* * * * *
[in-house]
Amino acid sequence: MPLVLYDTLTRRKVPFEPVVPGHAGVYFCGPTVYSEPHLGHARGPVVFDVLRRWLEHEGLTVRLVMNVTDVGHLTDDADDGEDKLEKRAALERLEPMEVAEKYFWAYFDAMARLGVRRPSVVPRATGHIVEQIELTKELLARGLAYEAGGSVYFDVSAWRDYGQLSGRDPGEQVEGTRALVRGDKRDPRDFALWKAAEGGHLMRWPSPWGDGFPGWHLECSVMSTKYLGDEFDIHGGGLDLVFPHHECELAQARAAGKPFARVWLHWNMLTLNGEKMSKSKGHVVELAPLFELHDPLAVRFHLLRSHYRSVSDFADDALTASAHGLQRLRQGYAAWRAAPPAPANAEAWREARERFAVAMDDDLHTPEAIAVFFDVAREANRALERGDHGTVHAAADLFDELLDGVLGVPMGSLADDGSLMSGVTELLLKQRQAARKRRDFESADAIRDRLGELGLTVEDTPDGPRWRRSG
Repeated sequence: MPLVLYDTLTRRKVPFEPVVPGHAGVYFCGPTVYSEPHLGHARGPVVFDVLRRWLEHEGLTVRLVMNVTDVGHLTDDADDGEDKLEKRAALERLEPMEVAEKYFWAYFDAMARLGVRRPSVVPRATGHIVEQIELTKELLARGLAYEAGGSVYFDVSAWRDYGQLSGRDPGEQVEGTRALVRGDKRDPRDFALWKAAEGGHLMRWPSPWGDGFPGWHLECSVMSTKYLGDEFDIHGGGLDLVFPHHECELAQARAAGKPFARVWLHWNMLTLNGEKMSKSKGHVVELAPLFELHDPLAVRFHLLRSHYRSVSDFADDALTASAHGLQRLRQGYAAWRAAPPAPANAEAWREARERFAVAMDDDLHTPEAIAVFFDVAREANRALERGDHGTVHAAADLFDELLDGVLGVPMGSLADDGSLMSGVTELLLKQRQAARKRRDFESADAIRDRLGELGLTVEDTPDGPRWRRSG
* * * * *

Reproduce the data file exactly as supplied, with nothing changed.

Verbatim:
[in-house]
Amino acid sequence: MPLVLYDTLTRRKVPFEPVVPGHAGVYFCGPTVYSEPHLGHARGPVVFDVLRRWLEHEGLTVRLVMNVTDVGHLTDDADDGEDKLEKRAALERLEPMEVAEKYFWAYFDAMARLGVRRPSVVPRATGHIVEQIELTKELLARGLAYEAGGSVYFDVSAWRDYGQLSGRDPGEQVEGTRALVRGDKRDPRDFALWKAAEGGHLMRWPSPWGDGFPGWHLECSVMSTKYLGDEFDIHGGGLDLVFPHHECELAQARAAGKPFARVWLHWNMLTLNGEKMSKSKGHVVELAPLFELHDPLAVRFHLLRSHYRSVSDFADDALTASAHGLQRLRQGYAAWRAAPPAPANAEAWREARERFAVAMDDDLHTPEAIAVFFDVAREANRALERGDHGTVHAAADLFDELLDGVLGVPMGSLADDGSLMSGVTELLLKQRQAARKRRDFESADAIRDRLGELGLTVEDTPDGPRWRRSG
Repeated sequence: MPLVLYDTLTRRKVPFEPVVPGHAGVYFCGPTVYSEPHLGHARGPVVFDVLRRWLEHEGLTVRLVMNVTDVGHLTDDADDGEDKLEKRAALERLEPMEVAEKYFWAYFDAMARLGVRRPSVVPRATGHIVEQIELTKELLARGLAYEAGGSVYFDVSAWRDYGQLSGRDPGEQVEGTRALVRGDKRDPRDFALWKAAEGGHLMRWPSPWGDGFPGWHLECSVMSTKYLGDEFDIHGGGLDLVFPHHECELAQARAAGKPFARVWLHWNMLTLNGEKMSKSKGHVVELAPLFELHDPLAVRFHLLRSHYRSVSDFADDALTASAHGLQRLRQGYAAWRAAPPAPANAEAWREARERFAVAMDDDLHTPEAIAVFFDVAREANRALERGDHGTVHAAADLFDELLDGVLGVPMGSLADDGSLMSGVTELLLKQRQAARKRRDFESADAIRDRLGELGLTVEDTPDGPRWRRSG